PORTLAND, Ore. (KOIN) — A mass COVID vaccination site at the Oregon Convention Center opened Wednesday with the combined forces of Kaiser Permanente, OHSU, Providence and Legacy Health.

The mass vaccination center will ramp-up to full capacity next week when Providence, Legacy Health and OHSU arrive. But Kaiser Permanente started administering vaccines on Wednesday.

Vaccinations are free.

When all four systems are in place at the Oregon Convention Center, authorities said the plans are to be able to vaccinate up to 7,500 people a day, depending on the supply of the vaccine. Each person vaccinated will be scheduled for their second dose.

Both the Moderna and Pfizer/BioNTech vaccines will be administered, authorities said.

Oregon remains in Phase 1A of the vaccination process but Pat Allen, the director of the Oregon Health Authority, said during a virtual press conference on Wednesday that a lot of progress has been made in ramping up the state’s vaccinations. Allen said through Tuesday, OHA had administered 238,000 doses and 4.6% of the population has received at least one dose. Oregon now averages 12,000 doses a day.

Information about current vaccine eligibility in Oregon is online: covidvaccine.oregon.gov

“Before we had received a large shipment of Moderna second doses today, we had administered 65% of the doses that were available to be administered in Oregon, which was the eighth highest rate in the country,” said Allen. “We’re now at a place where we can administer virtually as much vaccine as the federal government can provide us.”

Wendy Watson, the chief operating officer of Kaiser Permanente Northwest, said the new mass vaccination site will be crucial in helping reach herd immunity to return Oregon to life post-COVID.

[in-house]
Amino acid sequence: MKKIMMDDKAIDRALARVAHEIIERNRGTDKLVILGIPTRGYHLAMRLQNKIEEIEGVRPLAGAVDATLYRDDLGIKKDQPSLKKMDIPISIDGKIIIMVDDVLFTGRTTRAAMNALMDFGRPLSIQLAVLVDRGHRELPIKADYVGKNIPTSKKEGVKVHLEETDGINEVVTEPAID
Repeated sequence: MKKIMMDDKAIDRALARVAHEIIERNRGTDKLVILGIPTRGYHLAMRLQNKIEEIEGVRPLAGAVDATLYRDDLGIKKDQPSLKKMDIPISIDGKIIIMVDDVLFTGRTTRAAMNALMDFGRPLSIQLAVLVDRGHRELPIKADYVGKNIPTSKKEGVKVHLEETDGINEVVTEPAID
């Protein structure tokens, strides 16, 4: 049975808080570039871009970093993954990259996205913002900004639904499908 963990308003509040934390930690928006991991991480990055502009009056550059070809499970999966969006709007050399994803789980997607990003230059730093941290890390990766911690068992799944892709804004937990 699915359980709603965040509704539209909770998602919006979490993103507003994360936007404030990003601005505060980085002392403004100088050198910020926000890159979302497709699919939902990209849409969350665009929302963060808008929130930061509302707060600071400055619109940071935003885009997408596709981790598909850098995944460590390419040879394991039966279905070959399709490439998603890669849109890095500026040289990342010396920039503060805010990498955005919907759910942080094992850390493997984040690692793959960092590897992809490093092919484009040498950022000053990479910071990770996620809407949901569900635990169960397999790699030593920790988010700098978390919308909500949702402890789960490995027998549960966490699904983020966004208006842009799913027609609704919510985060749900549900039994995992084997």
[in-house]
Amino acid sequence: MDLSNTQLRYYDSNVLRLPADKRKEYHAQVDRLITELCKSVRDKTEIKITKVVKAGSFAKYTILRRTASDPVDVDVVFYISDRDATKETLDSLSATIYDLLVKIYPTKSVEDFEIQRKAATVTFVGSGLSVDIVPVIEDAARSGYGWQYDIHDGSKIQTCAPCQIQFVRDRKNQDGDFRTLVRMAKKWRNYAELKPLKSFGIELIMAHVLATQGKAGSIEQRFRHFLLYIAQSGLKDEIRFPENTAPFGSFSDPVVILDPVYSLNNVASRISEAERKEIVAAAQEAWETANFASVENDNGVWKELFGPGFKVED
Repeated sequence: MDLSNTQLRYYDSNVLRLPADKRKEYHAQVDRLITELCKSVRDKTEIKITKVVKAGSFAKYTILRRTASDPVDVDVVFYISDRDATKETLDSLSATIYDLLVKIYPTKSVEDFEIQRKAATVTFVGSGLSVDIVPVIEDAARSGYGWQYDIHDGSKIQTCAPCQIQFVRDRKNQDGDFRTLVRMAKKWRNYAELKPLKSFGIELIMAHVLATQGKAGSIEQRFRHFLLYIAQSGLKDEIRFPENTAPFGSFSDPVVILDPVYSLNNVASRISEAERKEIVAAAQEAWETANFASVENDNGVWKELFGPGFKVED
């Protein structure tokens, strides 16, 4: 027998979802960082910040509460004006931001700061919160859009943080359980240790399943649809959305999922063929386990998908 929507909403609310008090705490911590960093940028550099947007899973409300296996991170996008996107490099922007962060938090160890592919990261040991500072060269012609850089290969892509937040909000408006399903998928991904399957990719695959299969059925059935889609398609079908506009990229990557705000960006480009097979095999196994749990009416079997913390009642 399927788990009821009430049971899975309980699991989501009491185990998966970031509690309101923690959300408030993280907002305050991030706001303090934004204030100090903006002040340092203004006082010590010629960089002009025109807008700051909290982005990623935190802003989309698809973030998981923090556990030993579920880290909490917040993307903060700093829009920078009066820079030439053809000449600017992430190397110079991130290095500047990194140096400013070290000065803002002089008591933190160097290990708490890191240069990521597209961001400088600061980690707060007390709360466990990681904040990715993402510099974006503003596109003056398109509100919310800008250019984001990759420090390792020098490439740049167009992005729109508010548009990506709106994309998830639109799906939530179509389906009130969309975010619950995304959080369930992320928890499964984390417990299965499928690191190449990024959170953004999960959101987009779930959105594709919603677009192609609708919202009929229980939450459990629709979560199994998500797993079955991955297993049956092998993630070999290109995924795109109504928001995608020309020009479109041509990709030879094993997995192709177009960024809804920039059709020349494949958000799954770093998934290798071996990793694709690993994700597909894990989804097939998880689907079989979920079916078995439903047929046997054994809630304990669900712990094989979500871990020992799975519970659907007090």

“This isn’t a short-term event: this is something that we will have running for months,” said Watson. “Our ultimate goal is to have it open seven days a week, extended hours, we will scale up over time as vaccine supply is available to those hours.”

Oregon had a slow, bumpy start to rolling out its vaccination efforts. The situation was further complicated when the state learned it would not receive increased vaccine shipments from the federal government. Fewer vaccines mean educators and older adults can’t be vaccinated simultaneously, as Oregon has originally planned. As a result, Governor Kate Brown moved educators and school staff to the front of the line.

“We understand that the vaccine distribution system is imperfect and we’re disappointed that Oregon did not receive additional doses from the federal government this week, but that’s not slowing our efforts to put systems in place to deliver vaccines that will protect the health and safety of millions of people statewide over the longterm,” said Joe Ness, the chief operating officer at OHSU Healthcare.

Trent Green, the senior vice president and COO at Legacy Health, said health officials are working as quickly as possible to roll out the vaccine to more groups of people. As more vaccines become available, people who are eligible to receive the vaccine will be notified. Green urged the public to not call their doctors or hospitals but to be patient.

“A lot of work that still remains to be done but we’re committed to doing this work — we do need your patience. I know people are anxious. And after months of this pandemic, it is really hard to wait,” said Green.

Watch the full press conference

Green said an online scheduling tool will be available to those who are eligible to receive the vaccine. This will ensure a smooth process when people visit the Convention Center to get their shots.

All four healthcare systems have worked hard to make the actual process of getting the vaccine at the Oregon Convention Center as straightforward and efficient as possible. William Olson, the chief operating officer at Providence Oregon, said greeters and way-finders will be the first point of contact and help people navigate the building to get where they need to be. There are many volunteers who have signed up for non-clinical roles and registers who will help people with paperwork and the check-in process. Nurses are on-site for private consults and to answer questions. Clinicians will ultimately administer the vaccine and monitor people for 15-30 minutes to watch for side effects which, Olson said, are rare.